Written by: Andy Marshall
What type of AFSL (Advisory), what type of business would you have if you were able to free up 8 hours a week?
It seems the answer is one that has : Focus Increased profitability Happier engaged fee-paying clients of the right type A business that truly delivers its owners work-life balance.
When 40 boutique AFSL owners (Advisors) got together, they normally discussed issues of: technology enablement (or disablement depending on how you look at it), compliance management and interpretation, adjusting to a post Royal Commission advice architecture and business growth and profitability
.However, when asked to dig deeper, the hurdles in implementing and enacting solutions started with the largest hurdle of them all, time poverty.Faced with compliance interpretation and management, time-consuming SoA production, transitioning legacy clients, traditionally businesses have enacted one strategy: more human power in either staffing or simply working longer and harder.Throwing more bodies and effort into a fight seems a good idea, but if you could ask the Romans of the battle of Cannae, the outcome in that instance and in todays modern business is seldom positive. 
The costs from a business point of view are high : Reduced revenue and growth. Lower client engagement and retention scores. A significant profit impact. Frustration. Burnout.
When asked why projects and plans and identified priorities were stymied, the delegates all agreed that it was time poverty that was the biggest enemy.If only that SoA production software could be faster! But that’s hardly ever the solution.So, to create an action plan a different question was asked. If you could get back 8 hours a week what would it allow you to do in your business?The answers ranged from enacting the projects, engaging more of the right type of client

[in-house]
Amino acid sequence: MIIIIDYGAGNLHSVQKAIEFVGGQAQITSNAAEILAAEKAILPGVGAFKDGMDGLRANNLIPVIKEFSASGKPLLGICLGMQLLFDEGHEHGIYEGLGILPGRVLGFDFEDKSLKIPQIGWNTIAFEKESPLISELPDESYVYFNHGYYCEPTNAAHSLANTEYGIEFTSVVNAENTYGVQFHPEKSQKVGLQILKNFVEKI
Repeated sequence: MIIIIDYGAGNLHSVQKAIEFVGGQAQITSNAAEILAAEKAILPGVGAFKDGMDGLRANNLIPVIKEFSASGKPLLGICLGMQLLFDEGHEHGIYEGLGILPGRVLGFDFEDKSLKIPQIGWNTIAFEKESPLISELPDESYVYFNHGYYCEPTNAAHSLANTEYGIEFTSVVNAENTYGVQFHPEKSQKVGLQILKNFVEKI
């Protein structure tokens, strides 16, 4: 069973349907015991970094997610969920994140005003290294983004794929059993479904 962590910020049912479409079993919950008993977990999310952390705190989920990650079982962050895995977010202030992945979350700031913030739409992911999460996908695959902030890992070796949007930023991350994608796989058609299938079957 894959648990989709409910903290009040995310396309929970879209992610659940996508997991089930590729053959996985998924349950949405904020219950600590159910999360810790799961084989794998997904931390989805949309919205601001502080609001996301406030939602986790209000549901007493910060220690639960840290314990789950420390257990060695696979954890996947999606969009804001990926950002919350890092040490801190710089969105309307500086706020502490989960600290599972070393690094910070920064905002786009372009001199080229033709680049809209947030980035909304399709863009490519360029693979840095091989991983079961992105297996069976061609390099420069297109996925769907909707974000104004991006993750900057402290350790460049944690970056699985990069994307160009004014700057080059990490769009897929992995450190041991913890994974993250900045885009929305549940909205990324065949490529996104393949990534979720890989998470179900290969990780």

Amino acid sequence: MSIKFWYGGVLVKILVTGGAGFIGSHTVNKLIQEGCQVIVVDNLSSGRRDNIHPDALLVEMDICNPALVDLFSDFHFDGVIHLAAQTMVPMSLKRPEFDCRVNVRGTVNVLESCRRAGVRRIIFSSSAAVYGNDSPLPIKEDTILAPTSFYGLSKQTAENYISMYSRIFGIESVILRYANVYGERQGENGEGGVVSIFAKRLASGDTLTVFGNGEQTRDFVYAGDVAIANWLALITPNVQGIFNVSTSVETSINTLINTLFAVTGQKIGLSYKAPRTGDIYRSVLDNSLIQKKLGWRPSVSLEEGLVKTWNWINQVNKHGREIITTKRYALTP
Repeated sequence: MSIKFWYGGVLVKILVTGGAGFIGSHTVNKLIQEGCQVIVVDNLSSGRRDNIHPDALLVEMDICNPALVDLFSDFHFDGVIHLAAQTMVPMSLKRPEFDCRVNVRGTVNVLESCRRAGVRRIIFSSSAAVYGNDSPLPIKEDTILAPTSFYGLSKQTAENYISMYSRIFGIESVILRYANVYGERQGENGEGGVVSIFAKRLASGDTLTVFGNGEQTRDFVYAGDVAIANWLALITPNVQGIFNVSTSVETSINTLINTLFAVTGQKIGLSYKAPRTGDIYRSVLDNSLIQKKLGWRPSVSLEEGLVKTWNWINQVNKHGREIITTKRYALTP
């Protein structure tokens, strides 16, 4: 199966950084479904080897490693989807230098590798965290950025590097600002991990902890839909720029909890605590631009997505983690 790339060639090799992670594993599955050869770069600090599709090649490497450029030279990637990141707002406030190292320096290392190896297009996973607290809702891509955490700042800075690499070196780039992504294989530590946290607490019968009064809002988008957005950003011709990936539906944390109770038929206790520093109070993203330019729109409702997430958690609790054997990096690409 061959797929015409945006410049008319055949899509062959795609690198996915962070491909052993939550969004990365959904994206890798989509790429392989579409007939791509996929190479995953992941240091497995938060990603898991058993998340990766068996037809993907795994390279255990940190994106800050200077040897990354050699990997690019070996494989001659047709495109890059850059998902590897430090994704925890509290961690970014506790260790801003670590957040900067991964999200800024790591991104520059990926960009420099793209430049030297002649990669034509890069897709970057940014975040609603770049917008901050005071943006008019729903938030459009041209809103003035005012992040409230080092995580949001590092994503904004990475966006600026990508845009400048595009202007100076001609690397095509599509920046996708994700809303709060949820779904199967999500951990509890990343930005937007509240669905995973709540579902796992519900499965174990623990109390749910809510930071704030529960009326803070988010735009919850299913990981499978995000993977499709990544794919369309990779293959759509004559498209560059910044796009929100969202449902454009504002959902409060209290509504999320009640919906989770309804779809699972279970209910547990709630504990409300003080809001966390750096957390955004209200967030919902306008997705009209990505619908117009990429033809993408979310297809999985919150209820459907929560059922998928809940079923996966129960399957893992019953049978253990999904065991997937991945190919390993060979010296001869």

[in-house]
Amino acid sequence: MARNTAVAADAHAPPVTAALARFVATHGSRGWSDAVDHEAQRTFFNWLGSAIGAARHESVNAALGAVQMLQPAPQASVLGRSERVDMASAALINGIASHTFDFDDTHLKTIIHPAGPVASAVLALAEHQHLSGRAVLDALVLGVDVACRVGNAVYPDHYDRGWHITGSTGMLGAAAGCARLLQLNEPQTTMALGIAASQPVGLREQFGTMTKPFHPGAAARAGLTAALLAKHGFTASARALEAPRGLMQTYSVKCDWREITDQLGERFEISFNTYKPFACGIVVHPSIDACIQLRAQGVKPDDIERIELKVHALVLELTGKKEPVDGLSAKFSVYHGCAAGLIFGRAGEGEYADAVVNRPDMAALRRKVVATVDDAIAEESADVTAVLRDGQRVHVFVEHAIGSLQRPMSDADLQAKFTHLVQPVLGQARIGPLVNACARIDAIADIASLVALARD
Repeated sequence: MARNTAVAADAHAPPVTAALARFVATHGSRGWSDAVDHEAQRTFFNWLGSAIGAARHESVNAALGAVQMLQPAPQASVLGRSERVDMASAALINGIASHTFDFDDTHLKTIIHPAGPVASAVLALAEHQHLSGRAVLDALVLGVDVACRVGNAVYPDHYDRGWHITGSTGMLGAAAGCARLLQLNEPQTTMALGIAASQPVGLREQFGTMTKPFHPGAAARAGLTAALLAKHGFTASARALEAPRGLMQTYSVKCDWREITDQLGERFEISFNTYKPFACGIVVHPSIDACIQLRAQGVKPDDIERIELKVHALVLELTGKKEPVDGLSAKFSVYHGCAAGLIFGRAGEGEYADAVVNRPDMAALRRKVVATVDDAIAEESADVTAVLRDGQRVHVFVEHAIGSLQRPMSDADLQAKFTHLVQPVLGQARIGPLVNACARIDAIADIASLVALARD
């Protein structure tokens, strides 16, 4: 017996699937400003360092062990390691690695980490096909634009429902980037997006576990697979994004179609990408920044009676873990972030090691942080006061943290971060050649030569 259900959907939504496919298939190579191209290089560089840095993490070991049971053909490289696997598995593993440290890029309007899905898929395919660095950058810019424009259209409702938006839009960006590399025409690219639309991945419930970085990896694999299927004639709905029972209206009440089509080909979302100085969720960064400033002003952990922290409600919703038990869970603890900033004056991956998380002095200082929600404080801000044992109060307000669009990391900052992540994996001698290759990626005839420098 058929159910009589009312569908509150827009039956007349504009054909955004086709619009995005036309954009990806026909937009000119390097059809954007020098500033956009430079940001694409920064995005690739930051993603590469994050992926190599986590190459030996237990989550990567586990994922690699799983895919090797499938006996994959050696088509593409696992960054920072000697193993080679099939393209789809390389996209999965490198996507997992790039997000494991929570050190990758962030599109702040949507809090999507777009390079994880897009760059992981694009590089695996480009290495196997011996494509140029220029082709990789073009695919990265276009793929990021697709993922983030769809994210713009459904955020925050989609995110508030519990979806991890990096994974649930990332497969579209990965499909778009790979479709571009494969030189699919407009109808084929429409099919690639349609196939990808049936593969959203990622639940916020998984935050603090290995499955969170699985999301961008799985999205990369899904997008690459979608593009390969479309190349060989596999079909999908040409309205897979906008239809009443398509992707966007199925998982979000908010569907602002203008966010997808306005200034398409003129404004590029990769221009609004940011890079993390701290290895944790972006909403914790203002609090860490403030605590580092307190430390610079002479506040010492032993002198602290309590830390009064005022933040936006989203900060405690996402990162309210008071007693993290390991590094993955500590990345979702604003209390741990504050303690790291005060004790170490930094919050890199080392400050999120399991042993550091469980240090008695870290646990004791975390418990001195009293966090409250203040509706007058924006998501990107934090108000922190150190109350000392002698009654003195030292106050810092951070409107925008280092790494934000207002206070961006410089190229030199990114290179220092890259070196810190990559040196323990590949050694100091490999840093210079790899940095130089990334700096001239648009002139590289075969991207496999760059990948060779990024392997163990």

, fostering partnerships, and of course the corresponding impact of greater revenue and profitability with a lesser human capital impact.What’s the magic formula though to finding those 8 hours?If you are an adviser … advise.Don’t be the compliance manager and don’t be the IT consultant. Don’t chase the shiny distracting objects that a lot of noise is made about in the advice profession.There are people for all of these tasks. Outsource compliance to specialists who set you up with a framework for meeting your monitoring and supervision obligations and managing your AFSL policies and advice processes. And in doing so immediately increase your compliance excellence and minimise the risks to your business and the time you need to spend worrying about it. Tackle your legacy clients and ensure that your offer is matched to the clients you want to work with, who you can add demonstrable value to and who will pay you appropriately for that value. Next, adopt a technology solution and be very deliberate about what you want it to do. The technology you adopt should match your advice specialties, your client needs and the way you want to interact with your clients.
If you have not defined these three areas STOP, go back define them and then match a solution to your requirements.The solutions are out there as are the people to enable them. But simply asking the question “what’s a good CRM” is not a financial advice technology solution starting point question.
Just these 3 actions can deliver: Focus Engagement Retention Growth Profitability Work-life balance
The question is do you have the time to sit still and let someone help you do this?Related: 5 Ways for Advisors to Get Comfortable Writing Blogs
*Andy Marshall is the Head of IOOF Alliances which provides dealer support services for those aspirants to self-licensing and for existing self-licensed boutique advice businesses. Andy ran a CEO and Leaders Forum for Alliances member AFSLs as part of the regular peer group interaction for members on topics such as compliance, technology, business management, and client engagement. 
The Battle of Cannae took place on 2 August 216 BC Hannibal
, surrounded and decisively defeated a larger army of the Roman Republic
and their 86,000 Roman and allied troops.